@straw: How do I have them switch to the new servers before the DNS/MX is changed?
posted by bellastarr at 12:15 PM on March 22, 2012

I thought that one of the cardinal rules in doing these migrations was to never lose email ever.

Can the users deal with not having 100% of their email in one place for a short time?

If so, I'd consider doing a first IMAP migration, then switching the MX record, then doing a second IMAP migration that would just be the diff that would cover any mail that came in while the first migration was ongoing (and would, of course, be a hugely lower volume of mail than the first migration).

Standard disclaimer: IANASystemAdministrator, so there may be something fundamentally flawed about this, so take this with a grain of salt.
posted by Betelgeuse at 12:15 PM on March 22, 2012

Are you handy with the command line? I've used the tools on this page to migrate multiple large mail accounts, and it's worked very well. Specifically, look at, (like, but for moving multiple users all at once), and
posted by zsazsa at 12:18 PM on March 22, 2012

Response by poster: @Betelgeuse: Once the domain name points to the new server, any IMAP/POP off the Godaddy server will no longer work because the account names would not be valid on Godaddy.
posted by bellastarr at 12:20 PM on March 22, 2012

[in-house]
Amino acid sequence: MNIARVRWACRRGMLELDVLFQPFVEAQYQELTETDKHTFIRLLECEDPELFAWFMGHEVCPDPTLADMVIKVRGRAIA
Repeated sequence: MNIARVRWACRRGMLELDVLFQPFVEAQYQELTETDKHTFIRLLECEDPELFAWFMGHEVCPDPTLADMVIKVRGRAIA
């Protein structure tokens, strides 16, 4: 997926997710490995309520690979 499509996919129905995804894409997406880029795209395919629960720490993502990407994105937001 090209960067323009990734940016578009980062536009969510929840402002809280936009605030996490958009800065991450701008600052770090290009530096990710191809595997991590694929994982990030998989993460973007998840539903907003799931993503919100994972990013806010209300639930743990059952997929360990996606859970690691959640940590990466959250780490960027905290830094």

Response by poster: @zsazsa: Oooh neat...thanks
posted by bellastarr at 12:21 PM on March 22, 2012

To have them switch before you change the MX records for the domain, just have them use alternate servers for their config (, I'm assuming you'll have to issue new passwords anyway.

On the other hand, if you've got grabbing mail from their old account to the new account set up, and you can get their old passwords, then you don't really need to have the users do anything: Just switch the DNS and let the mail catch up with them.
posted by straw at 12:25 PM on March 22, 2012

Once the domain name points to the new server, any IMAP/POP off the Godaddy server will no longer work because the account names would not be valid on Godaddy

Unless I'm badly mistaken, IMAP and POP clients use A records, not MX records, to figure out where is; only SMTP uses MX records. So provided you leave the A records in place until you've finished migrating the MX records, you should be able to pull in all your old mails with no downtime.